Dearborn, passionate protagonist of Bracebridge author Karen Hood-Caddy's breakout novel Tree Fever, turns out to have other positions for her body, too, when discovering in the woods her own slumbering sensuality.
As other middle-aged women and local news media become stirred into action by her gusty stand against the tree cutters, another supporter also appears on the scene – an aboriginal man whose innate rhythm with nature guides Jessie through this pivotal life moment. Soon they are guided by their instincts, not only for trees and their essential place in the ecology, but for each other. Jessie awakens to a middle-aged sexuality as hot as the midday sun. This is a sensual book on many levels, a coming-of-age story for grown-ups, entwined with nature, human and otherwise, in a Muskoka setting.
The popularity of Tree Fever, and the fervor of Hood-Caddy's full-blown character Jessie Dearborn, propelled the author into two sequels, Flying Lessons and The Wisdom of Water, both set in a north Muskoka town that is Huntsville in everything but name. In all three books, the spiritual strength of Jessie torques most of the action. Flying Lessons involves battling a resort-builder who is pillaging the ecosystem, while The Wisdom of Water reprises Walkerton's tainted water scandal on a Muskoka stage.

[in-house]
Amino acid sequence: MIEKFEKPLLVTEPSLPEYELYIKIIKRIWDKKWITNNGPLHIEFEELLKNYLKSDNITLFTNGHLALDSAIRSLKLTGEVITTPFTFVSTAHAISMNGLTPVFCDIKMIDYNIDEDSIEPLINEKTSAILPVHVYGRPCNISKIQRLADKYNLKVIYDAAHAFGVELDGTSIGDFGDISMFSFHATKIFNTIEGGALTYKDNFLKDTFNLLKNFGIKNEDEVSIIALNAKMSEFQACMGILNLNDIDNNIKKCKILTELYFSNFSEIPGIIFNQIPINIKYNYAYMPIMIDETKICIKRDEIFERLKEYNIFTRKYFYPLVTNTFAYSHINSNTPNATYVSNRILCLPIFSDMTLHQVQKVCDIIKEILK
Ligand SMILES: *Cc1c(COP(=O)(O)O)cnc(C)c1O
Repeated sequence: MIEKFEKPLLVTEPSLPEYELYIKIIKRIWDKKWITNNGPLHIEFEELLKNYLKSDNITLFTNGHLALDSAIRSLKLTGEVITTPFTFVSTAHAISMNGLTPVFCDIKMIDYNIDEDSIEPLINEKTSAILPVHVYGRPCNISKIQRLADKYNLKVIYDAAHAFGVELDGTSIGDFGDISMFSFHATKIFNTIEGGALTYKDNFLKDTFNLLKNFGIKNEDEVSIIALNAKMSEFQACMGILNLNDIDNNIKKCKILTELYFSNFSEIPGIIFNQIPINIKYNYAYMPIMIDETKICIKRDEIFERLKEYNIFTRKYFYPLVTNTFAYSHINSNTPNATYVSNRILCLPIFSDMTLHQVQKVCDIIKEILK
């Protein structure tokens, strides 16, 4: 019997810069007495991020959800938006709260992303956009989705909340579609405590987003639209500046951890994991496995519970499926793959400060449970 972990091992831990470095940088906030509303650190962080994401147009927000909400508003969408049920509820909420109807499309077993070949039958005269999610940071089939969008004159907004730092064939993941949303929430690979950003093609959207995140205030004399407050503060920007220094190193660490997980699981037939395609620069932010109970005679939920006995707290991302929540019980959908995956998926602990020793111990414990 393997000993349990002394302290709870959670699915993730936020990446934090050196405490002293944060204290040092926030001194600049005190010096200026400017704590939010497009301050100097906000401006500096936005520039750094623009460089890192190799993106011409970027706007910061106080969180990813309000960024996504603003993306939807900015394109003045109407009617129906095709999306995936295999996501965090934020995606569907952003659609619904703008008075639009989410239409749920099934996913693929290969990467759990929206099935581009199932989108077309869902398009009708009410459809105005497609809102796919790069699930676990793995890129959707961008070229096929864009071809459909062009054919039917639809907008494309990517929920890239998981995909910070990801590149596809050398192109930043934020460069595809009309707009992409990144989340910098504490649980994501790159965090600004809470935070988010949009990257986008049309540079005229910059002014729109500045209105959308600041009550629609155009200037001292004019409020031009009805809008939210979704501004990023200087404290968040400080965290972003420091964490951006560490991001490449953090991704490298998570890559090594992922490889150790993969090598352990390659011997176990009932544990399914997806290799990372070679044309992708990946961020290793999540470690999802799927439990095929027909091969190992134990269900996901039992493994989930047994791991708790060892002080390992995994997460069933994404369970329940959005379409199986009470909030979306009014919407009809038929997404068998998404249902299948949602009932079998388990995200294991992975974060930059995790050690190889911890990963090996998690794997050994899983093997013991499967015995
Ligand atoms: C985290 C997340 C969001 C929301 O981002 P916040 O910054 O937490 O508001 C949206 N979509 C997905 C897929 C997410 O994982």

There's a common pattern across all three books: redemption, the power of belief, and how a woman may find her spiritual and sexual self while fighting the good fight. Yet Hood-Caddy's plots are each different enough, the writing consistently engaging, and her sharply painted portraits of contemporary Muskoka so true to life, that these are not "formula" books. Each is a rewarding read.
Where practitioners of holistic medicine work with patients, Karen Hood-Caddy works through creative narrative that integrates soul, spirit, body, and earth. Although it takes felled trees to make the paper for such books, women shifting gears in life may find these pages more like a mirror than printed paper.
— Review by J. Patrick Boyer